Just Remember to Breathe (The Thompson Sisters Book 4) Kindle Edition
|Length: 281 pages||Word Wise: Enabled||Enhanced Typesetting: Enabled|
|Page Flip: Enabled||
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Dylan and Alex are extremely intelligent people. The problem is a love affair gone awry and they meet up yet again at Columbia University through their work study program. I really enjoyed the first POV narrative from both characters and can I say how refreshing it is that a man wrote this? Some women just don't seem to get the way men think but Mr. Sheehan-Miles, being a man, digs deep into the heart of Dylan's feelings for Alex. He does an equally impressive job with delving into Alex's feelings for Dylan.
This story is beautiful because it is written well-steeped in reality. Dylan is also a veteran and survived severe trauma (both physical, mental and psychological) while stationed in Afghanistan. This was beautifully woven into the story because behind all the rhetoric of war, we sometimes forget the men and women fighting for our freedom in these far off places are much younger than we are (I'm in my thirties and it is reminiscent of the Eminem song where he proclaims: "I'm 27 -- they're gonna take you before they take me!"). And it is true. This badly damaged man is barely in his early twenties and we see the hell he goes through to try to get his body back into working order, how he complains about his lack of memory and how there are "holes" and how he just forgets certain words and phrases because of what he suffered.
I could rehash the plot but this is a story to be read and it will stay with you long after you have finished the last page on your Kindle reader. I still think about the real Dylans' out there and hope most of them can find the redemption this one finally receives because in the end, that is what this book is about: redemption, pride, forgiveness, and above all, a hope that humanity isn't lost and when we think life is completely hopeless, sometimes it throws us a curve ball to help us remember what is really important about life.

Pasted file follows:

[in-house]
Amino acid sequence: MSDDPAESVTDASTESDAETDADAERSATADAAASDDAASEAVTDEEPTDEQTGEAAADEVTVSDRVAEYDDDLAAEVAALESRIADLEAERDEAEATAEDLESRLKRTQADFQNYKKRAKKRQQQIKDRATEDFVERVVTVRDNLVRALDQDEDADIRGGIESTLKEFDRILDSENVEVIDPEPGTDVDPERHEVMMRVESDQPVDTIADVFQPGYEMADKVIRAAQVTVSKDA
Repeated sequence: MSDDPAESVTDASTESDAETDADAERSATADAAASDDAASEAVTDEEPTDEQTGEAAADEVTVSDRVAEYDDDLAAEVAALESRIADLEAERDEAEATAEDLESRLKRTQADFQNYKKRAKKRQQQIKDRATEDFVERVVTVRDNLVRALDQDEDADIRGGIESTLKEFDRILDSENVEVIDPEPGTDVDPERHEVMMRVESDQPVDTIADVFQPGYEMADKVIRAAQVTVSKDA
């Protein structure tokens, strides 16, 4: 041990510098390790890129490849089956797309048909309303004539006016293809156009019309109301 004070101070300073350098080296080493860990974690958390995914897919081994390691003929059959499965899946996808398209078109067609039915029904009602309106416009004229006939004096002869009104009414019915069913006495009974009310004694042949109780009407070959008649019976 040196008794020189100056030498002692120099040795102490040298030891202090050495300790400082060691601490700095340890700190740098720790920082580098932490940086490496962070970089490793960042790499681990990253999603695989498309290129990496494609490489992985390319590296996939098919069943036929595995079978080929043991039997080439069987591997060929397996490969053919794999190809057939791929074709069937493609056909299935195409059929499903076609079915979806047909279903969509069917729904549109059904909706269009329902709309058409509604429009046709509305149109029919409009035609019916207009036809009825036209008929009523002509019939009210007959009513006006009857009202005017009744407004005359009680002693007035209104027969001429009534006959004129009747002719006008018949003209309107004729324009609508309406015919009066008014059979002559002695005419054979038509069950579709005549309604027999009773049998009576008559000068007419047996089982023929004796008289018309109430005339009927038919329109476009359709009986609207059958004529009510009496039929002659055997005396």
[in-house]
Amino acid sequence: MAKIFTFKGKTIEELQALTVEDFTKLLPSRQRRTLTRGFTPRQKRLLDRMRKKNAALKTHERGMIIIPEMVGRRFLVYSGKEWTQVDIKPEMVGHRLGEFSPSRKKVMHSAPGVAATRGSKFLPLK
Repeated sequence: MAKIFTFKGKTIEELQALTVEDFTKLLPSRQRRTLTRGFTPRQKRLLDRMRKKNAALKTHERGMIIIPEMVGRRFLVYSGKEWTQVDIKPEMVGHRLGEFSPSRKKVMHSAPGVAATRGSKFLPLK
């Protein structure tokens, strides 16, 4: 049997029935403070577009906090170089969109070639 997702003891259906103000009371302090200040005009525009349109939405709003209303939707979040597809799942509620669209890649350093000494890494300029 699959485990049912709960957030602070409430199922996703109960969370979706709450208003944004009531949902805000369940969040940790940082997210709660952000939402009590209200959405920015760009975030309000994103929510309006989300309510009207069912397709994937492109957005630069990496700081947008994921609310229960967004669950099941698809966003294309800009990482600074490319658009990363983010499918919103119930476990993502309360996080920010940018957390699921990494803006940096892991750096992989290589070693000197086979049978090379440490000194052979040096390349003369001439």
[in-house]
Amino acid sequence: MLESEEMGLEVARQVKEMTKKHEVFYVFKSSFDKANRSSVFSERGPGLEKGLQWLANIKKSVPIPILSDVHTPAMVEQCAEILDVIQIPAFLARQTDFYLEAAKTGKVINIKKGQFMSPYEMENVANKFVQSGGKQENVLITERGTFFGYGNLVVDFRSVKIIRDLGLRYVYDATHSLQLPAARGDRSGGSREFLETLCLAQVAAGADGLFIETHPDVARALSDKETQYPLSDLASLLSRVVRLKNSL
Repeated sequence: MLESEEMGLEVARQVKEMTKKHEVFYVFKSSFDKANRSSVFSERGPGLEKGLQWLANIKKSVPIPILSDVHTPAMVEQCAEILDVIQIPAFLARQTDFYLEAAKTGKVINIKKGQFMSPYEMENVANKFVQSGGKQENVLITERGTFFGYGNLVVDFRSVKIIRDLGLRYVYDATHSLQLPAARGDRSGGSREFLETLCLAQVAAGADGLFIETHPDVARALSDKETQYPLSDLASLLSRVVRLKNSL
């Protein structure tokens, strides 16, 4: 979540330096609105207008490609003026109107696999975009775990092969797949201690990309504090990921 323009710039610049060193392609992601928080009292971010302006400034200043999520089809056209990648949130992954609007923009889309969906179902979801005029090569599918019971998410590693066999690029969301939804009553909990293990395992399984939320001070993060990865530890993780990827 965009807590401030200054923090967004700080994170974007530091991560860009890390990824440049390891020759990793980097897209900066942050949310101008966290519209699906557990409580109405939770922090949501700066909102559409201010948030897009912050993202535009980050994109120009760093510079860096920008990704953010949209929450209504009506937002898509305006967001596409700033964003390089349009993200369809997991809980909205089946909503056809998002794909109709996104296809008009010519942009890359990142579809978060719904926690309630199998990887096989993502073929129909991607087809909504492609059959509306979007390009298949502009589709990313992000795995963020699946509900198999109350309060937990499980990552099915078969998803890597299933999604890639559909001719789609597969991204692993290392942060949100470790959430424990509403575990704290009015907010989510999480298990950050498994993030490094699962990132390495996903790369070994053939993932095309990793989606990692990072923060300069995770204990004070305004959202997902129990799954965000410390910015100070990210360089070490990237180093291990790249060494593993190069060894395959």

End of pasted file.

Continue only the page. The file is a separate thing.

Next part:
Bravo, I can't celebrate this story more than it has already been celebrated but I can say it comes highly recommended and encourage both those New Adult and not so new to give this novel a chance because it will touch your heart in a way few books written these days do. Bravo, Mr. Sheehan-Miles, and please write MORE New Adult fiction. This genre needs you desperately!
This man is pure genius. I was caught up in the pages of this story right away.
What Dylan went through broke my heart. How he described his feelings and experiences disintegrated what was left of it.
How Alex loved the new man he had become as much and if not more so than the boy she loved before his tour.
This book had me cry, laugh and think about all the soldiers who place their life on the line for our freedom. I thought of all their families, their loved ones who worry for them during tour and after.
Charles Sheehan-Miles brought all those feelings to the surface for me in a beautiful love story.
I love you Charles, Thank you.
Honestly, check this book out. You wont regret it!
This delightful book, "Just Remember to Breathe," is written by a careful storyteller AND writer. It was simply wonderful. I like that the main characters think, are motivated, are aware of the world around them (in both the parochial and catholic senses) are intelligent (and not merely in an academic way, although that's a plus, too), that our lead female, Alex, has a spine, a heart, a brain. She is sad and does need (+ receives) help, but she is also a helper, and she rescues others, too: she's not merely the damsel in distress. Our male lead, Dylan, feels really fleshed-out to me -- granted, I'm not a young man, never been in war, but he didn't feel at all stereotypical to me, what someone would imagine a teen reader would dream of in a young man (because I doubt it would be Dylan).
I also liked that many of the supporting characters have issues, seem real, felt developed but not in a steal-the-spotlight kind of way; they left me wanting me more, curious how their stories would unfold. There were some exceptions, notably Alex's parents, to whom characteristics were ascribed which didn't feel quite genuine to me. But that's it, that's my quibble.
I'm clearly not writing much about the story itself as there are other wonderful reviews here which do just that. But for readers like me, erudite, exacting while wanting to be lulled into a different world, "Just Remember to Breathe" is a fine book, and I look forward to reading more from this author.
Other YA I'd recommend:
"Dash & Lily's Book of Dares" by David Levithan and Rachel Cohn
"Easy" by Tammara Webber
"Amy & Roger's Epic Detour" by Morgan Matson
"Flat-Out Love" by Jessica Park
"Crash" by Nicole Williams
"Slammed" by Colleen Hoover
"The Language of Flowers" by Vanessa Diffenbaugh
"Back to You" by Priscilla Glenn